UNICEF’s flagship annual report, ‘The State of the World’s Children’, focuses this year on the double dividend of gender equality, which helps both women and children overcome poverty. Here is one in a series of stories presented in the run-up to the report’s launch on 11 December.
MADABA CAMP, Jordan, 27 November 2006 – Sitting around a sunny classroom in the pre-school at Madaba Refugee Camp, 27 km west of Amman, the Jordanian capital, 65 children sing nursery rhymes, cheerfully clap their hands and stomp their feet. The walls of their classroom are painted a pristine white and filled with colourful posters.
In the classroom next door, children are watching a television cartoon. Outside, a small play area awaits them, complete with swings, slides and a seesaw.
This well equipped, child-friendly pre-school stands in stark contrast to the place where the children used to gather – a half-built, poorly lit room in an unfinished building. That room had no toys and was accessible only by a narrow spiral staircase with no banisters or metal grids to protect the unwary foot. Every day, the children would make their perilous way up those stairs, past cement slabs with protruding metal rods and nails.
In 2003, the local authorities decided to shut down the school. “I was devastated and felt there was nothing I could do,” says the school principal, Sara Sharif.
But there was something she could do.
Ms. Sharif is part of a deeply conservative and traditional community of 6,000 Palestinian refugees whose families settled in Madaba after the 1948 Arab-Israeli War. After the school closing, she joined a UNICEF-supported community development programme where she attended workshops on communication skills, problem-solving techniques, women’s rights, community participation, grant-writing and networking.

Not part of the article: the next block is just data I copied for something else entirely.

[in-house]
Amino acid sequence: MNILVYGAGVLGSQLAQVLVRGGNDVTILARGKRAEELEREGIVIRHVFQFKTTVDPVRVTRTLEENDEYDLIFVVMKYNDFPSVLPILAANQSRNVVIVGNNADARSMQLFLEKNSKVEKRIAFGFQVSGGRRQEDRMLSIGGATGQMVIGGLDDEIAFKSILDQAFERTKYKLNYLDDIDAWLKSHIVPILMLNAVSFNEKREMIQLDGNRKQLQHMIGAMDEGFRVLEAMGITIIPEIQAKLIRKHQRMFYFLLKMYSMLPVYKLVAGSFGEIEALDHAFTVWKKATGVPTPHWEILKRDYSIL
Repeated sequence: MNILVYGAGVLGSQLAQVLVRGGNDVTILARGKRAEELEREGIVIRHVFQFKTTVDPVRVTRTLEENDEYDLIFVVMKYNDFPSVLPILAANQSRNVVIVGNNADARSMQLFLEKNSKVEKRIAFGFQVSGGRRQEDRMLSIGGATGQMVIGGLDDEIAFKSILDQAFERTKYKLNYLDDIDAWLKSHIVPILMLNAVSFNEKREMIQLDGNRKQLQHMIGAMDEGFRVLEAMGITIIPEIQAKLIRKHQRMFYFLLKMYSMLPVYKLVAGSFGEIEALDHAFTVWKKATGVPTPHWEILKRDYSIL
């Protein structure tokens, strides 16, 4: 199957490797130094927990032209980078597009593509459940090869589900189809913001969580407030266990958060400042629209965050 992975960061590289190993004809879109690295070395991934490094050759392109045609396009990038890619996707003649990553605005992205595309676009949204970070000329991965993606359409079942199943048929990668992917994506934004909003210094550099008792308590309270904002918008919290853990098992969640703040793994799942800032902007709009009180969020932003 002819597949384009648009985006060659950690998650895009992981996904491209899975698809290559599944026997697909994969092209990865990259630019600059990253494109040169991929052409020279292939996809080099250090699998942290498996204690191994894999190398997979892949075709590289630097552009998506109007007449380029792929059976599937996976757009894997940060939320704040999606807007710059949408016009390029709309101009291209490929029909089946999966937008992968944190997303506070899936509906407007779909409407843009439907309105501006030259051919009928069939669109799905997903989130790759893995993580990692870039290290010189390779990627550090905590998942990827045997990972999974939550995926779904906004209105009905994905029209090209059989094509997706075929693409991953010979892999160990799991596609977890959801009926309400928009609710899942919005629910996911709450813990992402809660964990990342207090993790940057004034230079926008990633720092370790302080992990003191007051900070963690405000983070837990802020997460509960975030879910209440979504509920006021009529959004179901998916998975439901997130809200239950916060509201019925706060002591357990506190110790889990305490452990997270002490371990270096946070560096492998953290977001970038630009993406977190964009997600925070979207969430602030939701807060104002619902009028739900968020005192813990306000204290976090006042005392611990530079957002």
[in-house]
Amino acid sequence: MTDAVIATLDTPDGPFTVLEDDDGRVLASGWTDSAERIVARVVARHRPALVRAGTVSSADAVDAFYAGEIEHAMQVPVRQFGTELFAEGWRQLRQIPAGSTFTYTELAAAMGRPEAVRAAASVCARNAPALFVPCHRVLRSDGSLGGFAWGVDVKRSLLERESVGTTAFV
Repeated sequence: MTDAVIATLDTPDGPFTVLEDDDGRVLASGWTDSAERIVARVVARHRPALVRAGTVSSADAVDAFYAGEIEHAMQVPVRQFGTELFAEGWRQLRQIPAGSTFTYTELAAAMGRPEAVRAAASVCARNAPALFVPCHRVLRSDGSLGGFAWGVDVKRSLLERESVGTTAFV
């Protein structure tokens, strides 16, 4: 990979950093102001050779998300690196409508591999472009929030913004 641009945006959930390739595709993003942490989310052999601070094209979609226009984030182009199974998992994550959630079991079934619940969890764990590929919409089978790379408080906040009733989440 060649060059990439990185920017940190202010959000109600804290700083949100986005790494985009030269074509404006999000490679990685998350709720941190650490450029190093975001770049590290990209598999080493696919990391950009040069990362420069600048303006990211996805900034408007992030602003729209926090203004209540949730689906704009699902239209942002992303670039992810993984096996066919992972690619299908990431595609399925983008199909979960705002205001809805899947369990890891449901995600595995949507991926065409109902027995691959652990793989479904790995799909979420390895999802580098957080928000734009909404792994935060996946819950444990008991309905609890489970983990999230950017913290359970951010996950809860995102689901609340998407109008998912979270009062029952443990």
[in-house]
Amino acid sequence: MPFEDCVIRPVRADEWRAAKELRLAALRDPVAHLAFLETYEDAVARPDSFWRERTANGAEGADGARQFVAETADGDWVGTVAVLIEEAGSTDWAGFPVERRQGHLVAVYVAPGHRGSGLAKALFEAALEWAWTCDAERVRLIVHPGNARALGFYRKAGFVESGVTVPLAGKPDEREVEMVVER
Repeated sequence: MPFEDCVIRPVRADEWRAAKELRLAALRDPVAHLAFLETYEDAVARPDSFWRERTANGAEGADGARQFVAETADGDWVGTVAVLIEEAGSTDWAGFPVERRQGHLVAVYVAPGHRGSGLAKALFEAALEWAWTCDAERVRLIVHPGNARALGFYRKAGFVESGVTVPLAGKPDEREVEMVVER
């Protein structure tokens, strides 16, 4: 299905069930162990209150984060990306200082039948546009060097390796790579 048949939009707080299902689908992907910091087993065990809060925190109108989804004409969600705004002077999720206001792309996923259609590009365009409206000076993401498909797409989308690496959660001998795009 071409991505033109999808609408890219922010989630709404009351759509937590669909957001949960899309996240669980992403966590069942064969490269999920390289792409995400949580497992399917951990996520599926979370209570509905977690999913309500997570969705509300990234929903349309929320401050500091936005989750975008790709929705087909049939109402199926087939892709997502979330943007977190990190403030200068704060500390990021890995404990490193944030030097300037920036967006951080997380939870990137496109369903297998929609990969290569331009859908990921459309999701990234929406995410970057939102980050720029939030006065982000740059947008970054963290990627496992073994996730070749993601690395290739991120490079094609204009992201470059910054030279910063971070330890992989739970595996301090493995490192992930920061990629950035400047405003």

Empowered by her newly acquired skills, Ms. Sharif realized she could make a difference and decided to take matters into her own hands. “I went out and looked for a ground-floor school. When I found it, I took out a personal loan and moved all of the kids there,” she said. “Now there are 80 of them!”
Agents of change
All the women who participate in the development workshops are encouraged to use their skills to become agents of change in their communities – for example, by organizing training sessions on health and rights issues, writing grant proposals for local projects and networking with government officials and other decision-makers. About 100 women have participated in the programme since it started in 2003.
It is clear that these women feel they have a mission and believe they are important members of their community.
As a result of their involvement, women at this camp are now attempting to assert their position in society and open dialogue within the family. In their workshops, they discuss such issues as guiding rather than giving orders to their children, advocating that girls not be married off at 15 and addressing topics once considered taboo, such as puberty.
A voice in the community
Besides supporting the workshops she attended, UNICEF further assisted Ms. Sharif by donating playground equipment, toys, a refrigerator and a computer to her school. In addition, she received health insurance for all her pupils and hearing aids and wheelchairs for those of them with special needs.
Ms. Sharif not only made a huge difference in the lives of the children she cares for; she also empowered herself in the process. Amidst a traditional community of Palestinian refugee families, she and other women are now able to voice their opinions.
“There are strengths and weaknesses in our characters, but we have come to learn through the community development process that there is a community out there, and we are and must be a part of it,” she says.